It wasn’t its complexity. It’s a very simple concept — a Bible reading plan for kids.

It wasn’t its novelty. Over the years, I’ve put together a few Bible reading plans for kids.

The challenge was writing a Bible reading plan for elementary-level kids that would cover the whole Bible in a year!

Of course, that’s not possible without asking them to read more than three chapters a day. So I had to pick a selection of chapters and passages that would take the kids from Genesis to Revelation in the course of a year while still maintaining the substance and continuity of the biblical story. And that’s where the difficulty was.

The first challenge was deciding on how many verses a day. Too much and kids will give up. Too little, and we won’t make any progress. Readings therefore are about 4-6 verses a day with a slight increase to about 6-7 verses towards the end of the plan as kids build reading stamina.

The second challenge was how much Old Testament and how much New Testament? I decided on 24 weeks of the Old and 28 weeks of the New.

The third challenge was what to pick from each Testament. At a pace of 4-6 verses a day, six days a week (we’ve reserved the seventh day for recap and writing notes about the pastor’s sermon), I had a “budget” of about 25-30 chapters in the Old Testament and about 35-40 in the New Testament. So which ones to choose?

Without going in to all the detail, I ended up with five chapters from Genesis, two from Exodus, a handful from the historical books, samples from each poetic book, a few chapters from the prophets, sixteen from the Gospels, five from Acts, four from the New Testament epistles, and two from Revelation.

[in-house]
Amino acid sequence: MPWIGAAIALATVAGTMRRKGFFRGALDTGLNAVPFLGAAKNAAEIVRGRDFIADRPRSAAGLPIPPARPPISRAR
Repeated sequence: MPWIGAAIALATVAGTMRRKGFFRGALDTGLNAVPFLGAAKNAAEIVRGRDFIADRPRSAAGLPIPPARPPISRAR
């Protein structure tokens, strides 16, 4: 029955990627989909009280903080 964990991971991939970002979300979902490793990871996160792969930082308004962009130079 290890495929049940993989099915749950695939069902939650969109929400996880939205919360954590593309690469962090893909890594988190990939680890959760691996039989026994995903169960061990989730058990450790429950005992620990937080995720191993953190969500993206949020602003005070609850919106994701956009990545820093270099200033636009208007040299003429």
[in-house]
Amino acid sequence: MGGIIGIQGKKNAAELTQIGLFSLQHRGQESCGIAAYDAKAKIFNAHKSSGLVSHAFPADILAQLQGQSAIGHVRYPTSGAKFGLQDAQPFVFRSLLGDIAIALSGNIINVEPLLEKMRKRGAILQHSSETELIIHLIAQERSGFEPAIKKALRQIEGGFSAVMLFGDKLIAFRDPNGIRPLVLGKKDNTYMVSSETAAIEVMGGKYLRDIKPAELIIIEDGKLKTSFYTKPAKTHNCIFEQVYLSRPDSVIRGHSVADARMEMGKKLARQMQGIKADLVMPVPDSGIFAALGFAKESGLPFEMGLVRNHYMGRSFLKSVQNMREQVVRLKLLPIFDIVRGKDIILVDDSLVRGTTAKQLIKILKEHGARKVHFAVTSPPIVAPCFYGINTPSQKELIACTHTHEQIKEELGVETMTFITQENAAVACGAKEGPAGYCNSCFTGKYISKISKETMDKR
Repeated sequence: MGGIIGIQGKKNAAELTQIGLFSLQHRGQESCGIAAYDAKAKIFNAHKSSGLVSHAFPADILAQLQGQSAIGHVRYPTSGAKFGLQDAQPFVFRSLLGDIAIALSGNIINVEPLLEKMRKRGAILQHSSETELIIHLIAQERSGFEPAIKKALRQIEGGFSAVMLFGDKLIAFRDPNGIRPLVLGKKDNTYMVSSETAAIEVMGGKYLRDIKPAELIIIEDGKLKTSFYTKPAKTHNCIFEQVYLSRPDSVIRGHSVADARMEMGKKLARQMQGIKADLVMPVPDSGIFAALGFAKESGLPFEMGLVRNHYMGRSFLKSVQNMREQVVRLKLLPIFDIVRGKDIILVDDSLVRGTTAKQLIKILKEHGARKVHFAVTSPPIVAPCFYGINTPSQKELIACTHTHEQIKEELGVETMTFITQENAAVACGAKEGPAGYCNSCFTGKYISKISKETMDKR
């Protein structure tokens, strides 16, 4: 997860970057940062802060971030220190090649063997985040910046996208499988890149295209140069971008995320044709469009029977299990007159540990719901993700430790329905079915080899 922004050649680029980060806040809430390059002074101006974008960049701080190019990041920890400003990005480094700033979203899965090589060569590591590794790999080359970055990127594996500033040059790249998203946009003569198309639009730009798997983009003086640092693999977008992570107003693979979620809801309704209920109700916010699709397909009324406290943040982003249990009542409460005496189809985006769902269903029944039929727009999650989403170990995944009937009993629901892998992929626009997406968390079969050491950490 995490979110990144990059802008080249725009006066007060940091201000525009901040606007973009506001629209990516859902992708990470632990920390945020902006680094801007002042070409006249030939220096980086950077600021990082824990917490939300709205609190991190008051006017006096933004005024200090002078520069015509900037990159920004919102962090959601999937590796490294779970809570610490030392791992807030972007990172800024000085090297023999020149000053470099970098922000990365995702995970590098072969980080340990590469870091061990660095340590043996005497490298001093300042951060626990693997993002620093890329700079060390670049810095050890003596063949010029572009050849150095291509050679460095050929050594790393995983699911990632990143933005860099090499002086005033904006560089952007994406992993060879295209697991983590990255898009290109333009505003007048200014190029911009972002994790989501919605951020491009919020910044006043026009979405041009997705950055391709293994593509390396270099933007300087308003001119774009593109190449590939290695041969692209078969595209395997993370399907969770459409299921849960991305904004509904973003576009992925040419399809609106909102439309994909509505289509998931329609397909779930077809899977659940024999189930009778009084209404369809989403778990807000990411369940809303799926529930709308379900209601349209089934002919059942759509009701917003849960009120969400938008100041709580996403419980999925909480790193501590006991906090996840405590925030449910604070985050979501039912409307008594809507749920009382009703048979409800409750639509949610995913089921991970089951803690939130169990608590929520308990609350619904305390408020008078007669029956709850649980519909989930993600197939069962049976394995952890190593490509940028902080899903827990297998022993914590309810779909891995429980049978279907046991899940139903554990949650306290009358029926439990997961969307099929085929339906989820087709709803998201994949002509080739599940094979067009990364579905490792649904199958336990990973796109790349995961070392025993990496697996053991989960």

But no matter what I did, however I sliced and diced it, I ended up with many wonderful chapters that I just couldn’t squeeze in. It was an agonizing choice. I just had to keep telling myself that it was better to get the kids into the habit of daily and doable Bible reading that they would want to continue rather than aim too high and overwhelm them.

Now maybe you’ll see why I say it was the most challenging book I’ve ever written.

Did I succeed? I suppose I’ll get some idea when I hear back from the editor in a month or so. And I won’t know for sure until parents start using it with their kids next Fall and giving feedback. But I was encouraged by the “Mom’s Focus Group” I tested it on from time to time. They especially loved the interactive elements and other learning tools throughout.